IPS Network Exceptions can also be helpful to avoid logging non-threatening traffic.

Focus on Low Performance Impact Protections

IPS is designed to provide analysis of traffic while maintaining multi-gigabit throughput. Some protections may require more system resources to inspect traffic for attacks. Consider turning on only protections with lower impact to reduce the amount system resources used by the gateway.

Enhancing System Performance

SecureXL

Check Point SecureXL improves gateway performance. For more information on how to optimize network performance, see the R80.30 Performance Tuning Administration Guide.

CoreXL

For Security Gateways running on multi-core hardware, CoreXL lets the gateway to leverage the multiple cores to more efficiently handle network traffic. For more information on CoreXL and optimizing the CoreXL configuration, see the R80.30 Performance Tuning Administration Guide.

Using the Whitelist

Whitelist is a list of files that are trusted. Check Point Threat Prevention engine does not inspect trusted files for malware, viruses, and bots, which helps decrease resource utilization on the gateway.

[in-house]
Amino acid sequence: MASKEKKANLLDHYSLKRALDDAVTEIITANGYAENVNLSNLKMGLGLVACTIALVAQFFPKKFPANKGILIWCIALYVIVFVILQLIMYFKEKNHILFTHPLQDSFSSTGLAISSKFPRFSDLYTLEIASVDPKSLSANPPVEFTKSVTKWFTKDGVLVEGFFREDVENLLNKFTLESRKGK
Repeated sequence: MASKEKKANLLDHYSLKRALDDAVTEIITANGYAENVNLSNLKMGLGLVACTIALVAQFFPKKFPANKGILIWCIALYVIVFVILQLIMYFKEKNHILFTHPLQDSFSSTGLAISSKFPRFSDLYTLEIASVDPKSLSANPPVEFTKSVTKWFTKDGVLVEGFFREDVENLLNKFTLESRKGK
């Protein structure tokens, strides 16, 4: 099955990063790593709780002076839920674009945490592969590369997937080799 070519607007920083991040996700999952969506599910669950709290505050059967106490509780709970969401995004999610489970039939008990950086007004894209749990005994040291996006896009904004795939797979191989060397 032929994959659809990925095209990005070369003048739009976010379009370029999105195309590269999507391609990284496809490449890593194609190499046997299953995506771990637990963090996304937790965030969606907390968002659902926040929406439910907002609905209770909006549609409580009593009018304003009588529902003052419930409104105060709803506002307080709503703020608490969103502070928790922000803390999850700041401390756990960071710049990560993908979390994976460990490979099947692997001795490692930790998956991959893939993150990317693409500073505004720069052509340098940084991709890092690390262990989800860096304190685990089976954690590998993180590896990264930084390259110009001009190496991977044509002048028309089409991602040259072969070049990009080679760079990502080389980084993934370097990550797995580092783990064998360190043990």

Configuring Whitelist Files

Whitelist is a list of files that are trusted. Check Point Threat Prevention engine does not inspect trusted files for malware, viruses, and bots, which helps decrease resource utilization on the gateway.

To add a file to the Whitelist:

  1. Select Threat Prevention > Advanced > Whitelist Files.

    The Whitelist Files page opens.

  2. Click New.

    The New File Exception window opens.

  3. Enter parameters for the new file exception:
    • Name
    • Comment (optional)
    • MD5 signature
    • Select a color (optional) - the default is black
  4. Click OK.

To edit attribute of a file from the Whitelist:

  1. Select Threat Prevention > Advanced > Whitelist Files.